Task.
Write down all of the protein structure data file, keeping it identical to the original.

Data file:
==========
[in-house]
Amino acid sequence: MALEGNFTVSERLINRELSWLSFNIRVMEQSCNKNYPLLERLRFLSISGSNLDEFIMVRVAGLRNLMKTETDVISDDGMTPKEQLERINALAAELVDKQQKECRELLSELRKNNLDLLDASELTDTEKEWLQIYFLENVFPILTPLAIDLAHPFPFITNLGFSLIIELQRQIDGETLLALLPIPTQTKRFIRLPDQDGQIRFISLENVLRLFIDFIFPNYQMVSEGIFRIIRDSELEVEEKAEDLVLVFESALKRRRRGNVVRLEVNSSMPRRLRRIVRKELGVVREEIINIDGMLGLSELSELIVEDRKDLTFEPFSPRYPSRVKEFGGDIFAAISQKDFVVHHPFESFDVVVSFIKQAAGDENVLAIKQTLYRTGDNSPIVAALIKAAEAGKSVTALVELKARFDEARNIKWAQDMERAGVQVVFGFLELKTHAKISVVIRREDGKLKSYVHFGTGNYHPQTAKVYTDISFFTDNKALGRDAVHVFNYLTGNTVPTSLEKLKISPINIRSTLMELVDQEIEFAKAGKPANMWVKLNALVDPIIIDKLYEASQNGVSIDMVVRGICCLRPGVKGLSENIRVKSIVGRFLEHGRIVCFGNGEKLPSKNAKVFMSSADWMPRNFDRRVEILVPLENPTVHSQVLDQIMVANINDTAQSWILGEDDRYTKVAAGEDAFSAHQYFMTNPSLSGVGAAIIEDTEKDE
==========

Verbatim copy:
[in-house]
Amino acid sequence: MALEGNFTVSERLINRELSWLSFNIRVMEQSCNKNYPLLERLRFLSISGSNLDEFIMVRVAGLRNLMKTETDVISDDGMTPKEQLERINALAAELVDKQQKECRELLSELRKNNLDLLDASELTDTEKEWLQIYFLENVFPILTPLAIDLAHPFPFITNLGFSLIIELQRQIDGETLLALLPIPTQTKRFIRLPDQDGQIRFISLENVLRLFIDFIFPNYQMVSEGIFRIIRDSELEVEEKAEDLVLVFESALKRRRRGNVVRLEVNSSMPRRLRRIVRKELGVVREEIINIDGMLGLSELSELIVEDRKDLTFEPFSPRYPSRVKEFGGDIFAAISQKDFVVHHPFESFDVVVSFIKQAAGDENVLAIKQTLYRTGDNSPIVAALIKAAEAGKSVTALVELKARFDEARNIKWAQDMERAGVQVVFGFLELKTHAKISVVIRREDGKLKSYVHFGTGNYHPQTAKVYTDISFFTDNKALGRDAVHVFNYLTGNTVPTSLEKLKISPINIRSTLMELVDQEIEFAKAGKPANMWVKLNALVDPIIIDKLYEASQNGVSIDMVVRGICCLRPGVKGLSENIRVKSIVGRFLEHGRIVCFGNGEKLPSKNAKVFMSSADWMPRNFDRRVEILVPLENPTVHSQVLDQIMVANINDTAQSWILGEDDRYTKVAAGEDAFSAHQYFMTNPSLSGVGAAIIEDTEKDE